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Money Matters: How to Manage Finances within Your Marriage

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Disagreement about how to handle finances is one of the main causes of conflict for married couples. Unsurprisingly, statistics show that it’s also one of the leading causes of divorce. While fundamental differences in how a couple handles their finances can create problems, the bigger issue seems to be that many couples aren’t willing to talk openly with one another about how to manage their money. Instead of having open communication about their disagreements, many couples are dishonest with each other or avoid the issue entirely, resulting in anger, resentment, and distrust.

If you and your spouse disagree about money, the first step should be talking openly and honestly about it. Listen to your spouse and let them explain their approach to finances and what their priorities are. Then share your own perspective and priorities without dismissing theirs. While it may seem obvious to you that your way of handling finances is better, recognize that your spouse is probably feeling the same way about their own approach.

Remember that a healthy marriage involves compromise from both parties. Micromanaging and controlling your spouse will only lead to resentment and potentially even more spending in the long run. Instead, work together to create a budget. By agreeing on a budget, you will have clearly defined guidelines for how much you are able to spend within set categories. This allows you to easily compare your actual spending against the budget you set for yourselves without ending up in a he-said she-said situation. A mutually-agreed-upon budget shifts the focus from you vs. your spouse to you and your spouse working together.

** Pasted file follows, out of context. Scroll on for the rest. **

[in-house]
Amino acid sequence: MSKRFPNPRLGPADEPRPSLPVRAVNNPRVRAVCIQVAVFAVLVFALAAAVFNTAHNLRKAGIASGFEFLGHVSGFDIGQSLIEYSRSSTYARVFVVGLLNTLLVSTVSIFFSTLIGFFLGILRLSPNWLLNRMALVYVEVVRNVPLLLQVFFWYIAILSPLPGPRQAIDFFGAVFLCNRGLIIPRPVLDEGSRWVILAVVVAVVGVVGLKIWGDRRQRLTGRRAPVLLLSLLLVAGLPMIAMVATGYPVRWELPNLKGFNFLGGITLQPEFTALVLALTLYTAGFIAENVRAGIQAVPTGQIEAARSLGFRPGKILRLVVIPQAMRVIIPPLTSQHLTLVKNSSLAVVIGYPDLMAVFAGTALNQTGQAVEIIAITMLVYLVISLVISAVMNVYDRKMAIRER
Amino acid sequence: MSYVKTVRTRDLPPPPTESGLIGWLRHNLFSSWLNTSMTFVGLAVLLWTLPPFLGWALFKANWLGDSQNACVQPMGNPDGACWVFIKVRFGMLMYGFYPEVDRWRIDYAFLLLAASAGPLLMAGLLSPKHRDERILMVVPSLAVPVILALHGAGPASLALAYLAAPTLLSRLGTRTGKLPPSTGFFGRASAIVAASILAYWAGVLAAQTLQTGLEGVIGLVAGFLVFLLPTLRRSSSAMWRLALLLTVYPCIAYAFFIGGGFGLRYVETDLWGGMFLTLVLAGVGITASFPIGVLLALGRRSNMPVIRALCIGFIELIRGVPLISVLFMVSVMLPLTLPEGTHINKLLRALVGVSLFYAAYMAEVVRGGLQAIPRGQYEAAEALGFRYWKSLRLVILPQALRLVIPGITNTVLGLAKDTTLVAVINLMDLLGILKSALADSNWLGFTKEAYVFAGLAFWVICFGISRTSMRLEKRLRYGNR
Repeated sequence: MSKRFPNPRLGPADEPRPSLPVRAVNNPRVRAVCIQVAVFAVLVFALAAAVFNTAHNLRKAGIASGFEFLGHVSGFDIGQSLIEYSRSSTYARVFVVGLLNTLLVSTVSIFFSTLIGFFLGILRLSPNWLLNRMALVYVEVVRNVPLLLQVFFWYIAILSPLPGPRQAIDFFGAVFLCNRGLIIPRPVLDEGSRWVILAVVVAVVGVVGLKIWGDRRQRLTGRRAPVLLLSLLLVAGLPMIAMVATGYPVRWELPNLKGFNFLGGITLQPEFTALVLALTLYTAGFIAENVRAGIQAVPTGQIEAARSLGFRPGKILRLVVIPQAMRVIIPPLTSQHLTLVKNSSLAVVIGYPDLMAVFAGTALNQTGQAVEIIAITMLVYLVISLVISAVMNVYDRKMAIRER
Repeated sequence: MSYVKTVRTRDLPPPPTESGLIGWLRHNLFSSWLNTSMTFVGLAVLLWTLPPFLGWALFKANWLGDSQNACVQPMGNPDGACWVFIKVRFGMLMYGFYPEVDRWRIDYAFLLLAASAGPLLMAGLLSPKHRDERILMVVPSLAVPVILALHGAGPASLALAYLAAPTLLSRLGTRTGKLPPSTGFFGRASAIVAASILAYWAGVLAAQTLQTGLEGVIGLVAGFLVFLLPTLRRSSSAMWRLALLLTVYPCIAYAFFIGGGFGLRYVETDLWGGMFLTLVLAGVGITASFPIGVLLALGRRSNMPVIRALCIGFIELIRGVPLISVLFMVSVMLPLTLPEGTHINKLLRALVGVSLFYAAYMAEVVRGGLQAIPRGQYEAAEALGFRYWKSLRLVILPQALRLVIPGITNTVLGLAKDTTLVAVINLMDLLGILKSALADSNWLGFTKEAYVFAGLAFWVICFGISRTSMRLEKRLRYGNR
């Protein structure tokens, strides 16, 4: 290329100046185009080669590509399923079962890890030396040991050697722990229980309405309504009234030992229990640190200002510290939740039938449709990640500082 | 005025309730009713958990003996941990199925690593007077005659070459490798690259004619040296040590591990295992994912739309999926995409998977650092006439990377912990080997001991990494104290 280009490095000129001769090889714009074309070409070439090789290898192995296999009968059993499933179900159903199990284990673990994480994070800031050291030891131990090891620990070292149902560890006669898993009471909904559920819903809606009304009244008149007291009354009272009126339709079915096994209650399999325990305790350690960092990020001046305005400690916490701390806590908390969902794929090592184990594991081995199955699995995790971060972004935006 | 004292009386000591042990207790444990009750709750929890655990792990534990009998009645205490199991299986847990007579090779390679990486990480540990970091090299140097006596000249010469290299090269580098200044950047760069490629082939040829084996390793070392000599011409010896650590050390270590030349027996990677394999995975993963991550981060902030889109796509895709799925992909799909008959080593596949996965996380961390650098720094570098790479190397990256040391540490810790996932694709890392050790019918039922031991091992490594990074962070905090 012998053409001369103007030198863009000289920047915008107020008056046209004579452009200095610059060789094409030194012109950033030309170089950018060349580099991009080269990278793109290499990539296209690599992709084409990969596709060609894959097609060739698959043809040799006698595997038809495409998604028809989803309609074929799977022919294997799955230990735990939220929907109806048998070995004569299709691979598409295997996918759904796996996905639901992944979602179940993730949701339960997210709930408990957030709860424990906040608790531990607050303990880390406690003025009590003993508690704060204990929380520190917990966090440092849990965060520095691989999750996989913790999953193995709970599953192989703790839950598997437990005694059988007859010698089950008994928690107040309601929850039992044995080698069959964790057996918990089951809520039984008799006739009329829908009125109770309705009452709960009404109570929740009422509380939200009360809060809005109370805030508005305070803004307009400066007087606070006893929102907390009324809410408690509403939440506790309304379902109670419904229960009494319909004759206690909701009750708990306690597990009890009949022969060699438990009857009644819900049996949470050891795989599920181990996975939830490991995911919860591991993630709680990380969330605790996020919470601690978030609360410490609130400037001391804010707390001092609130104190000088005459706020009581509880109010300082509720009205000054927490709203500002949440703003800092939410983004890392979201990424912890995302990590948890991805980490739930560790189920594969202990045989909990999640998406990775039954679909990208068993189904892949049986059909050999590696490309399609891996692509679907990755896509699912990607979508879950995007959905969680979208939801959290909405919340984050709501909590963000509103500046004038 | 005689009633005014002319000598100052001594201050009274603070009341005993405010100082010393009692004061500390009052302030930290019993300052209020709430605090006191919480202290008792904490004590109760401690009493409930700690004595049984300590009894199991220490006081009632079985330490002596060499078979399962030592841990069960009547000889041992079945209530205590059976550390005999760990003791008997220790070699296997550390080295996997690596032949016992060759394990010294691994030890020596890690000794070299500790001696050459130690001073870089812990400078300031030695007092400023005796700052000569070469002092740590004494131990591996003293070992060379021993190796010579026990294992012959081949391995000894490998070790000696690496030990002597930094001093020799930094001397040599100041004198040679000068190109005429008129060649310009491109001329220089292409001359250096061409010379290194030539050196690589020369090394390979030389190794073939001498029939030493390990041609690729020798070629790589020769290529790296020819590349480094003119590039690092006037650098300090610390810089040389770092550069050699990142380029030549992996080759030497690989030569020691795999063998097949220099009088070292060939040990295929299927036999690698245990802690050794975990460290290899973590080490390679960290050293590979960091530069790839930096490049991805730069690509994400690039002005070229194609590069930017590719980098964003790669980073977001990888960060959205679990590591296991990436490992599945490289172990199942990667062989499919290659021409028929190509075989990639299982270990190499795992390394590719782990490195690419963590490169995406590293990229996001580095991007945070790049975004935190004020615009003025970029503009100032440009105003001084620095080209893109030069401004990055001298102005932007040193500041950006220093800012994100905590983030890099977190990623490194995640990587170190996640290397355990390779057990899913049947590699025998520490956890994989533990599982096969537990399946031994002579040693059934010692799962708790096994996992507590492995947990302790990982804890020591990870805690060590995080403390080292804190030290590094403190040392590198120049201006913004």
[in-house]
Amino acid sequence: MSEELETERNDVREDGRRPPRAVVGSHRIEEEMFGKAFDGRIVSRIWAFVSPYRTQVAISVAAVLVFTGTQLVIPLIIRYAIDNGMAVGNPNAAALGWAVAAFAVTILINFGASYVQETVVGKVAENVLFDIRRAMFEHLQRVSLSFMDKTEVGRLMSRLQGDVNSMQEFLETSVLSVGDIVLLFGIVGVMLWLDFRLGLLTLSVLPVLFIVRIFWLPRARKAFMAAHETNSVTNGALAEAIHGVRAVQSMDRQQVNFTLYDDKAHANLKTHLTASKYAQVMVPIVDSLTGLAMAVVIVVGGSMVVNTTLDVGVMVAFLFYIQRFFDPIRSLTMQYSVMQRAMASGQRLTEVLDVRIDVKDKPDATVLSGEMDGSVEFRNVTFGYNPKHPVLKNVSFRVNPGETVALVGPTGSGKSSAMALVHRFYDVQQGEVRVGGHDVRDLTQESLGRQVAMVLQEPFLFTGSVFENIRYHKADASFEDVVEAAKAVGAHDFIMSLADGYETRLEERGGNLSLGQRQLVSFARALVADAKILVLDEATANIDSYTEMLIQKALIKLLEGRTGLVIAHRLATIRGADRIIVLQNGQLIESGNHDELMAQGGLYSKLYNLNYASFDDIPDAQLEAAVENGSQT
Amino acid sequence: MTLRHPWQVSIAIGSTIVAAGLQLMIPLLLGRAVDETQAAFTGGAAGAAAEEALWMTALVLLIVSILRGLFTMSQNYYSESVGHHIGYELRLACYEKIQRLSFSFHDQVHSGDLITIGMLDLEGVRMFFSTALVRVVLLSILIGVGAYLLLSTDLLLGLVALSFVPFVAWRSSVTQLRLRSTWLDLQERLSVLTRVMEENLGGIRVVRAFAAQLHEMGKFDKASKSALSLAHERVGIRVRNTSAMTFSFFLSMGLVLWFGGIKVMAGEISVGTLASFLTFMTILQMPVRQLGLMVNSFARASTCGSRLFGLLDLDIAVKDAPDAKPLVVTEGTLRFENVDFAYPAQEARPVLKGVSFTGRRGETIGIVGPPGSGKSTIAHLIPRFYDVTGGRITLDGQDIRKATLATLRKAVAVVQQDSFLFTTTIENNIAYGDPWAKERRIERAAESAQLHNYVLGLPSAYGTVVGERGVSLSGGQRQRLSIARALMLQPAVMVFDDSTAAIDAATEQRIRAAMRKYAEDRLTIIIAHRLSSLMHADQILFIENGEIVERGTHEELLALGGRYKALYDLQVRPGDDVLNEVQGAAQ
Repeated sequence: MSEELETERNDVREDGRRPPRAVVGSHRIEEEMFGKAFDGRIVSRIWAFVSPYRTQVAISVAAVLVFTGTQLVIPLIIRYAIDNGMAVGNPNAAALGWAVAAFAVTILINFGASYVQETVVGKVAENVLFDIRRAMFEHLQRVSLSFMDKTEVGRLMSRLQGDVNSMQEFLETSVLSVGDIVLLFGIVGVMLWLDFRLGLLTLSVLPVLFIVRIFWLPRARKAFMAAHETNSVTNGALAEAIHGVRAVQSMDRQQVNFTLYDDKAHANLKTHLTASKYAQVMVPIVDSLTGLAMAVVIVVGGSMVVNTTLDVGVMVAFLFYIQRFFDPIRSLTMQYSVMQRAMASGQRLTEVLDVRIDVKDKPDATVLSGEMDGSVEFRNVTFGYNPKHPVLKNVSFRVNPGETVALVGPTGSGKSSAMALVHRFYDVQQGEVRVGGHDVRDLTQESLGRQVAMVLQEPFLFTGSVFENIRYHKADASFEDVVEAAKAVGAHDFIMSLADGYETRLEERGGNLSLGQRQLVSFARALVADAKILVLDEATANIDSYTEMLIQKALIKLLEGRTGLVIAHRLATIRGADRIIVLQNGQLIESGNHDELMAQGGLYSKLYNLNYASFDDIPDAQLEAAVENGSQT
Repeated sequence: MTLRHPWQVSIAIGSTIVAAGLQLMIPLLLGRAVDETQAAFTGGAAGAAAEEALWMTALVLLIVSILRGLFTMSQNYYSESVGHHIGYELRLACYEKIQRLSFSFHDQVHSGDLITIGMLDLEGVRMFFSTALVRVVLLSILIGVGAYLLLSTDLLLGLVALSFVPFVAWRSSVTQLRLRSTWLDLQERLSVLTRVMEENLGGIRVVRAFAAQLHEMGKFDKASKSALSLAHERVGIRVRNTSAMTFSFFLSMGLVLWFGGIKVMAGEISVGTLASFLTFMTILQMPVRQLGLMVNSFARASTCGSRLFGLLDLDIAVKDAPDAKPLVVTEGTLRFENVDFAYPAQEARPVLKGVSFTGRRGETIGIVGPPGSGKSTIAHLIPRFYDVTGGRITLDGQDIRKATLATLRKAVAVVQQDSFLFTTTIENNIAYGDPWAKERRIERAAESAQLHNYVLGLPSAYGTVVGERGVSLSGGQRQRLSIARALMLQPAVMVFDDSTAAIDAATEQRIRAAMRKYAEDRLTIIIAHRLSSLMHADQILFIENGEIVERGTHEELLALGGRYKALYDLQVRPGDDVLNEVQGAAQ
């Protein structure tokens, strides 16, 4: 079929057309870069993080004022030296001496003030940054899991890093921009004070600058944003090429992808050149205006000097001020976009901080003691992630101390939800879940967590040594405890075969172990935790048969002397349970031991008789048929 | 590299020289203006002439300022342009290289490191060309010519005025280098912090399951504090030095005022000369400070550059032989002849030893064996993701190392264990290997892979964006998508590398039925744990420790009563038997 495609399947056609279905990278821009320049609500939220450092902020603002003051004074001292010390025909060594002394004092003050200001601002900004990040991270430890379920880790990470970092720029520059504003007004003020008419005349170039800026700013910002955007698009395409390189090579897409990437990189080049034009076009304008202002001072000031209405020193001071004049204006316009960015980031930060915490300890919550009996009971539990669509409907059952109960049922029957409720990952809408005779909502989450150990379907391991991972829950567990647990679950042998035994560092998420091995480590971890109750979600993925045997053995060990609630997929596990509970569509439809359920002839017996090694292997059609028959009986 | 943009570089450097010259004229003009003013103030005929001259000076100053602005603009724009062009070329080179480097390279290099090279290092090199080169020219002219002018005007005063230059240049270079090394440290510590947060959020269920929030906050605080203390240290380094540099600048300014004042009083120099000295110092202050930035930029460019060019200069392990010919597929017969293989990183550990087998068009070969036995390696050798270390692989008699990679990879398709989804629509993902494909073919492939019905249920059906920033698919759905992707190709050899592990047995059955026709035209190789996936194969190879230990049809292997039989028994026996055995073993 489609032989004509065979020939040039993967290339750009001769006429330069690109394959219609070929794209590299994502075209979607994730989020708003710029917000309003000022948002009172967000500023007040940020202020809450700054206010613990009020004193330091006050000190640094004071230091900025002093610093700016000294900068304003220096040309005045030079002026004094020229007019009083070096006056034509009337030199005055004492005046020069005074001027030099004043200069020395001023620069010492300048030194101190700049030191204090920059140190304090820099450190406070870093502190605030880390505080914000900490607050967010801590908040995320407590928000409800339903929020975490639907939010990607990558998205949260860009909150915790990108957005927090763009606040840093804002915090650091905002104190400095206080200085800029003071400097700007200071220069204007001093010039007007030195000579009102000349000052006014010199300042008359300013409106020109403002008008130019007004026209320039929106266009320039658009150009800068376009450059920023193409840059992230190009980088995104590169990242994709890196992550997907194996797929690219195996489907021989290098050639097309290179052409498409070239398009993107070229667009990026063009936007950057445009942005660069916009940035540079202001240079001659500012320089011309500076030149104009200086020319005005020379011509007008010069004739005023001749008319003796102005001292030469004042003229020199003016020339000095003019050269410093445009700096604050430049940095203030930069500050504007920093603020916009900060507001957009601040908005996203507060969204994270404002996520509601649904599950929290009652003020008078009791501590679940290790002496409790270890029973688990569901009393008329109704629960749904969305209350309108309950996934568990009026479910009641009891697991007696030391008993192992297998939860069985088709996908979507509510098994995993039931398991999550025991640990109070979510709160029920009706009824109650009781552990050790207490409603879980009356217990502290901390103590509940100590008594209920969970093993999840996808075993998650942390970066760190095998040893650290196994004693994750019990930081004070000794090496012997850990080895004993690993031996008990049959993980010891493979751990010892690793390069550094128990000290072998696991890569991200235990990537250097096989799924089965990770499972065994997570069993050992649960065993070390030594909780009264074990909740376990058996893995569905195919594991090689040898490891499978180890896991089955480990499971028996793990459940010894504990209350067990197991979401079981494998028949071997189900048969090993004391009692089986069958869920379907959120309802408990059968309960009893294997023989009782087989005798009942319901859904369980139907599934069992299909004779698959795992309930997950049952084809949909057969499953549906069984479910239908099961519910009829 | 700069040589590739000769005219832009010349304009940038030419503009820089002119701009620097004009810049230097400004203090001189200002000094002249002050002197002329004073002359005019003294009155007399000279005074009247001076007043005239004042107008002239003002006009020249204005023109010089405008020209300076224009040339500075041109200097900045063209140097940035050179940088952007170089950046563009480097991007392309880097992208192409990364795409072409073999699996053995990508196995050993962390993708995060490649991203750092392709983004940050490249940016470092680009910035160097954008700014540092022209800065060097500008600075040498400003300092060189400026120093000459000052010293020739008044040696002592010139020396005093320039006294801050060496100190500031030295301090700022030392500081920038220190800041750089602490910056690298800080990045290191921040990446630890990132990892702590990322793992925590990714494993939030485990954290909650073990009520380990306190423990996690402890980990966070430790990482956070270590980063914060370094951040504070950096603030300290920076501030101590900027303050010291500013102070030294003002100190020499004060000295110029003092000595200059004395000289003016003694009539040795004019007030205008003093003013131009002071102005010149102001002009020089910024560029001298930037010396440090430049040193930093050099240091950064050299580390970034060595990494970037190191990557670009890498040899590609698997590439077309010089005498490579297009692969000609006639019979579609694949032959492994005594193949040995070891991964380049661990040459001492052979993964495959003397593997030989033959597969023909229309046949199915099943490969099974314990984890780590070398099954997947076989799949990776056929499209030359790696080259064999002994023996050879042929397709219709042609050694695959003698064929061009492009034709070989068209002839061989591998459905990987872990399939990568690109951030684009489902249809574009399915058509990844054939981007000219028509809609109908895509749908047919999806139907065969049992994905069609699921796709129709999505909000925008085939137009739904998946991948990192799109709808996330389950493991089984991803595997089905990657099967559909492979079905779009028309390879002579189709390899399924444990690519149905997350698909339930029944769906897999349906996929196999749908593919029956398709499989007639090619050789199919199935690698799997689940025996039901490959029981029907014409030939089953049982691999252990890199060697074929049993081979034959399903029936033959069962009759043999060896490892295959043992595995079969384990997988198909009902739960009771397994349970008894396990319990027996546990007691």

For some people, reporting every single purchase can feel stifling. One solution to this feeling is creating a “fun money” account within your budget for nonessential purchases. This is a set amount of money you’ve put aside for extra spending each month. This account allows for flexibility when purchasing gifts or other non-budget items without feeling the need to hide it.

When your spouse is open with you about how they are spending money, try to receive what they are saying well, even if you don’t agree with their decision. A harsh or negative response from you could make your spouse reluctant to open up in the future. Instead, use positive reinforcement to let your spouse know that you respect their honesty. If you start by saying something like, “I can see why you might think or feel that way, thank you for being honest with me,” you can go on to express why you’re uncomfortable with their decision without making them regret sharing.

Along with lack of communication, a common mistake that couples make when sorting through their finances is not seeking advice. Consulting with your personal banker is a great way to get an outside, objective opinion on your finances. Personal bankers are there to help you with financing options and financial planning, so it is wise to take advantage of their expert knowledge.

Another great resource that you and your spouse should look into is Dave Ramsey’s method for money management. Dave Ramsey offers classes, books, seminars, and practical tools for how to manage your money well. Taking the time to learn about financial management together can unify you and your spouse and potentially introduce you to an alternative way of handling your finances.

Money is a hot-button topic for many couples, but it doesn’t have to be. Like anything else in marriage, resolving disagreements about finances takes work, but if you can maintain open and honest communication with your spouse and remember that you and your spouse are on the same team, you can work through your differences and grow closer together instead of letting them pull you apart.

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